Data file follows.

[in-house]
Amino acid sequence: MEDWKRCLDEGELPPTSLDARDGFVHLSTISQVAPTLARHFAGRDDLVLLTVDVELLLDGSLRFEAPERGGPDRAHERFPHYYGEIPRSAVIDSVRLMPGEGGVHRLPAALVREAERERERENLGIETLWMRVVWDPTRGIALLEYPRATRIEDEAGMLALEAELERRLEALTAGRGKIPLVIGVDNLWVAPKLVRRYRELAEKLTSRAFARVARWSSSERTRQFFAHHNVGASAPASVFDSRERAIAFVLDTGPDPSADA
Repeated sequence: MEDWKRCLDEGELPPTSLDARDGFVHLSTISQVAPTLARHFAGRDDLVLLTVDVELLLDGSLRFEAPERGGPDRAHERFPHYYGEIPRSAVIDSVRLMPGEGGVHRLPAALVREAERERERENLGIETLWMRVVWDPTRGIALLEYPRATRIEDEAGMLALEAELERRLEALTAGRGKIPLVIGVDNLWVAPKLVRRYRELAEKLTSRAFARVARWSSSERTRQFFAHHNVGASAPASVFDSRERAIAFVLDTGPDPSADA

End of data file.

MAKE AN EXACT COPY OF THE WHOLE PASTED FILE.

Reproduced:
[in-house]
Amino acid sequence: MEDWKRCLDEGELPPTSLDARDGFVHLSTISQVAPTLARHFAGRDDLVLLTVDVELLLDGSLRFEAPERGGPDRAHERFPHYYGEIPRSAVIDSVRLMPGEGGVHRLPAALVREAERERERENLGIETLWMRVVWDPTRGIALLEYPRATRIEDEAGMLALEAELERRLEALTAGRGKIPLVIGVDNLWVAPKLVRRYRELAEKLTSRAFARVARWSSSERTRQFFAHHNVGASAPASVFDSRERAIAFVLDTGPDPSADA
Repeated sequence: MEDWKRCLDEGELPPTSLDARDGFVHLSTISQVAPTLARHFAGRDDLVLLTVDVELLLDGSLRFEAPERGGPDRAHERFPHYYGEIPRSAVIDSVRLMPGEGGVHRLPAALVREAERERERENLGIETLWMRVVWDPTRGIALLEYPRATRIEDEAGMLALEAELERRLEALTAGRGKIPLVIGVDNLWVAPKLVRRYRELAEKLTSRAFARVARWSSSERTRQFFAHHNVGASAPASVFDSRERAIAFVLDTGPDPSADA